[M008] SWISH

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Wearable realtime basketball shot feedback

Facture Product Development


This product, codenamed Swish, is a wearable device that helps basketball players improve their shooting form with technology. This was done by incorporating an accelerometer with some proprietary data processing to provide feedback to the user. Feedback would be provided through LEDs and haptic feedback directly on the device, and through an app as well, tracking progress and providing pointers to the user.


I was contracted within this project as the lead engineer, responsible for the technical execution of the product across different disciplines. I was the primary contributor within Swish, though I worked with a team of 4 at Facture Product Development consisting of a project manager, electrical engineer, mechanical engineer, and an intern. The level of development here was for an initial functional prototype for the client to show to investors and gather more funding, rather than a production version to go to into mass manufacturing and consumers. The video below shows a very early prototype of the product - our version aimed to give the device a design overhaul, upgrade the hardware, and make the features more consistent.

Component selection

The form factor of Swish was dictated by an existing product on the market that slides onto the pointer and middle fingers of the shooting hands, splaying the two fingers apart. Having width between these two fingers allows the basketball to roll out of the hand on only two surfaces, making shots more accurate and consistent. This meant we had to constrain our device to the small space between two fingers on a hand.

After determining our major size constraint, we began speccing components, starting with the microcontroller. We wanted something fast enough to quickly process accelerometer data and small enough to fit in the small space constraint. We ended up landing on the Seeed Studio XIAO nRF52840 (Sense) microcontroller, which not only checked the boxes for size and processing power, but also included an on-board accelerometer and had built in BLE for app connectivity.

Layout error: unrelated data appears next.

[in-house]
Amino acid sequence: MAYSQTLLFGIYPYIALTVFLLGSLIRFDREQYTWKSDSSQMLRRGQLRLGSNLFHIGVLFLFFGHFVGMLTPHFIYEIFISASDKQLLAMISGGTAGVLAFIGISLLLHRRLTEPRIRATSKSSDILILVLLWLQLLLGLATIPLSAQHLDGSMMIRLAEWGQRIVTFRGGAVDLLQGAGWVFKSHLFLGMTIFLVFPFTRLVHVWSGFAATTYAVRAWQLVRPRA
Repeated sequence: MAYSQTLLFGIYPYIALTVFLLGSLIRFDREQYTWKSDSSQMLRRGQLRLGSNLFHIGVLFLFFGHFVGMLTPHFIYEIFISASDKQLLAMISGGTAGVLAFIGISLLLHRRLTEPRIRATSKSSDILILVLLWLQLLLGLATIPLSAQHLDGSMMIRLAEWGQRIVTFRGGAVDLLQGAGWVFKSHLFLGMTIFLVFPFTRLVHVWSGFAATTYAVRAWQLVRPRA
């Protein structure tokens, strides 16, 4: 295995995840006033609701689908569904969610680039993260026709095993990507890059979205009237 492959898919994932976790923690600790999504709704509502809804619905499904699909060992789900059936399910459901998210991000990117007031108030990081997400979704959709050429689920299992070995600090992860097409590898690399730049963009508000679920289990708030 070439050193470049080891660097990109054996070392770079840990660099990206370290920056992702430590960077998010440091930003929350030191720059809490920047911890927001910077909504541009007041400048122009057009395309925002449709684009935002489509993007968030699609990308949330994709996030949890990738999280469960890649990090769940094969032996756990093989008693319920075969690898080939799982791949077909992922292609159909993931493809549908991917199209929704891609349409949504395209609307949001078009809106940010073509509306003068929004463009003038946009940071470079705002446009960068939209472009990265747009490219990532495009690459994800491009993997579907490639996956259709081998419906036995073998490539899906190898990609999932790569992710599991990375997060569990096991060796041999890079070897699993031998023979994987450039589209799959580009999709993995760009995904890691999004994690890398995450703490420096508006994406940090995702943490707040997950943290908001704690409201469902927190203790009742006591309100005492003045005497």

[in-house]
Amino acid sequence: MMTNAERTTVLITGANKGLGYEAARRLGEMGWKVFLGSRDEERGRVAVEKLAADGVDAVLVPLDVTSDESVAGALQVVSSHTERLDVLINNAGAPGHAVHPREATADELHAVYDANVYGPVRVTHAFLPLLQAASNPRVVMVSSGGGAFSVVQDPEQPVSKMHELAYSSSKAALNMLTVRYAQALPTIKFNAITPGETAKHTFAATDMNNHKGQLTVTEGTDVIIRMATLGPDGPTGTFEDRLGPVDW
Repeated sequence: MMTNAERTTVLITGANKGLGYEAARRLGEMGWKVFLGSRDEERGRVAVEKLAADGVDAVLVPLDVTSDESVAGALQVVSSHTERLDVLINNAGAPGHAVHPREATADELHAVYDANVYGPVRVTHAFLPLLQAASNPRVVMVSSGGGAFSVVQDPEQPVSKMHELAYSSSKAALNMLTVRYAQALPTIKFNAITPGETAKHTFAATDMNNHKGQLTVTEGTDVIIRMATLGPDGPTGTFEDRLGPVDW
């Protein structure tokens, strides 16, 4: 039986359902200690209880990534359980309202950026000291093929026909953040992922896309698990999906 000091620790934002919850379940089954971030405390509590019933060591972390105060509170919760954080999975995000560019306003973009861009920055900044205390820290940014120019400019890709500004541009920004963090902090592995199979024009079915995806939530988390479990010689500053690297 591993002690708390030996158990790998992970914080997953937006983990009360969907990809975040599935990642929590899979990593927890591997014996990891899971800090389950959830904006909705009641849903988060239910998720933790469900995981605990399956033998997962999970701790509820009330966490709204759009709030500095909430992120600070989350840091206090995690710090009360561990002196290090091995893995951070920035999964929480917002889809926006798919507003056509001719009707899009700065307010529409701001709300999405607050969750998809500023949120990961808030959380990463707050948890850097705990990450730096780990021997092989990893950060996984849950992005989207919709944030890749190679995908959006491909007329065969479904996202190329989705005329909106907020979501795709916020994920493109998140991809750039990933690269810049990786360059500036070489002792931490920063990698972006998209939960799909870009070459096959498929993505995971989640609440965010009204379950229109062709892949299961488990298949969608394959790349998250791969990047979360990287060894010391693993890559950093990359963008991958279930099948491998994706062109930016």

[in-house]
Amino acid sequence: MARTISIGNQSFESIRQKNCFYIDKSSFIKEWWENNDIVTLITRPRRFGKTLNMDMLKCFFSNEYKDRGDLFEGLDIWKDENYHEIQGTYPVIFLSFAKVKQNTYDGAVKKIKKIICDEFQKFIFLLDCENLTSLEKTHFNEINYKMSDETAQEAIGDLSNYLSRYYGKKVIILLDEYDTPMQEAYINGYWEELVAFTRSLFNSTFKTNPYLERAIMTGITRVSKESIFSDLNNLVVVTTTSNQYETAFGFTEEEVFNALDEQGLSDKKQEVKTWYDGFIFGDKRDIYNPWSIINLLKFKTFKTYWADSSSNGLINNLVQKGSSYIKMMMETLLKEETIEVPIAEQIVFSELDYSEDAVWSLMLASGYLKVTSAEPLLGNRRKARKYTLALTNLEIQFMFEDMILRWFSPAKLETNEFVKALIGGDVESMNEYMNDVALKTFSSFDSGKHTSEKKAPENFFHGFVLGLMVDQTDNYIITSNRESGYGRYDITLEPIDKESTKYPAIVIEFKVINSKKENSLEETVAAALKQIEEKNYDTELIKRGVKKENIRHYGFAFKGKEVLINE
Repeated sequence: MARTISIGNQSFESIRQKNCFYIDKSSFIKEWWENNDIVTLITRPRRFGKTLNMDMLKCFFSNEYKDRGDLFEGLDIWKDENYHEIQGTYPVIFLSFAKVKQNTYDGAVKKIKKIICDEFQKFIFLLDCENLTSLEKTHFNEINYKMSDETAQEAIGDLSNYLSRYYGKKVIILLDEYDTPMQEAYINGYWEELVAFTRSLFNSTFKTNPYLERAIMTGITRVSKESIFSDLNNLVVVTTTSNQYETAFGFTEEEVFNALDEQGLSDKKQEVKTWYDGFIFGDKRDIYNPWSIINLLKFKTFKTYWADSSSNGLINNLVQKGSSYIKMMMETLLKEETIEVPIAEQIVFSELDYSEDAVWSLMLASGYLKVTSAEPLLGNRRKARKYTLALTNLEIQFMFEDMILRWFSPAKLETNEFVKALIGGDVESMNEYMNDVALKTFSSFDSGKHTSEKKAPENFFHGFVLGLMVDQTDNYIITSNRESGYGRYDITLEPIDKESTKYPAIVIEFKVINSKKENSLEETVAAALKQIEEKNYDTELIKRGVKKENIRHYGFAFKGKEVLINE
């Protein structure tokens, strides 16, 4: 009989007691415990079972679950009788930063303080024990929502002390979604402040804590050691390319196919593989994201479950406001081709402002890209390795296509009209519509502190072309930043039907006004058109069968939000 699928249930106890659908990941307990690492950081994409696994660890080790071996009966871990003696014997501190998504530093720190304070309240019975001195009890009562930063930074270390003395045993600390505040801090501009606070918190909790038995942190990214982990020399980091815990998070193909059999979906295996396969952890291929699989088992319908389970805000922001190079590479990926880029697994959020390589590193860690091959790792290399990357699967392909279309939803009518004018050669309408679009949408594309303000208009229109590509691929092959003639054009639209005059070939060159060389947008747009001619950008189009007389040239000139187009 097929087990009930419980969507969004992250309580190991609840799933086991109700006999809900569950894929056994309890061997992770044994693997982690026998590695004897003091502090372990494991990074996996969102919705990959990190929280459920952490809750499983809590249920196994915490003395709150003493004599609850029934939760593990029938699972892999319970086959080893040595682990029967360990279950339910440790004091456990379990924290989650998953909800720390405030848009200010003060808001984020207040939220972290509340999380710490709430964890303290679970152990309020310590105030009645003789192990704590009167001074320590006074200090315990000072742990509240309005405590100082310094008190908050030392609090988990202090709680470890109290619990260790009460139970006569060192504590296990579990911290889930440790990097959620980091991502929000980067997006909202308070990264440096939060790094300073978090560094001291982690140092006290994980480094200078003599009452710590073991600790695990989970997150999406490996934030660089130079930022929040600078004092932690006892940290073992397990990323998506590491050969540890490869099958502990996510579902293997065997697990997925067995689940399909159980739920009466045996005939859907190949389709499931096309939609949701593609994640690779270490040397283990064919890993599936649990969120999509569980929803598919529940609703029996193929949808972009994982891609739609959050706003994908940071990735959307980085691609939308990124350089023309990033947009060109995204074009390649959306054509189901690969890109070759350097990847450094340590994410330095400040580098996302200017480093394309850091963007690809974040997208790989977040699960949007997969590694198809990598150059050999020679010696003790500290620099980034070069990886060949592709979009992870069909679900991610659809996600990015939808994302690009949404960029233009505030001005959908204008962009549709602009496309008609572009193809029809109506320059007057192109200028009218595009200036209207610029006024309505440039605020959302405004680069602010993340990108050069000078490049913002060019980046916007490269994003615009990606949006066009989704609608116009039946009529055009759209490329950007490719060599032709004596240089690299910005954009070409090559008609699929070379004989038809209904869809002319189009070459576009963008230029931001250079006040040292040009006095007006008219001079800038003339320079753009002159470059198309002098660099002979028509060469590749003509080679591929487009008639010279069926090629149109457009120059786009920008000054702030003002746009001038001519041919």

After the microcontroller was established, we quickly selected a vibe motor, motor driver, and LEDs as well. Next up was the battery. Knowing we had a target 2 hour device battery life, we were able to use the current draw of the components to calculate the capacity of the battery that we needed as well.

Initial prototype

Before jumping into more production design, I wanted an initial validation of components. This led me to create the first prototype, with a crude but functional body. I quickly designed a mounting bracket and soldered the components together, allowing me to test the individual features before integrating combining everything in firmware. During this initial testing, I verified that the prototype could gather accelerometer data, trigger various haptic effects, charge and discharge the LiPo battery, and communicate with a phone over BLE.


PCB Design



Enclosure Design

There are two versions of the enclosures that were designed. One version is the functional prototype that houses the current hardware we used during prototyping. Though slightly bulkier in the area between the fingeres, it functions as intended in the final product. The second veersion is the aesthetic prototype, aiming to highlight what a production version of the wearable would look like. It would have a even more custom-tailored board, allowing us to drastically reduce the footprint of the internals, giving a more polished look to the device's form factor. Below are a few images from the enclosure's development.







The firmware for the device here runs of a proprietary algorithm I developed for the client. It was written in C++ and used accelerometer readings and a state machine to function properly.

App Development

One of the new skills I picked up through this project was iPhone app development and BLE integration using xCode. The app for this version of Swish connects the phone to the wearable, collects shot data, and changes the mode characteristics of the wearable.

Note that the video below is an early implementation of the firmware on the wearable.

Additional Documenation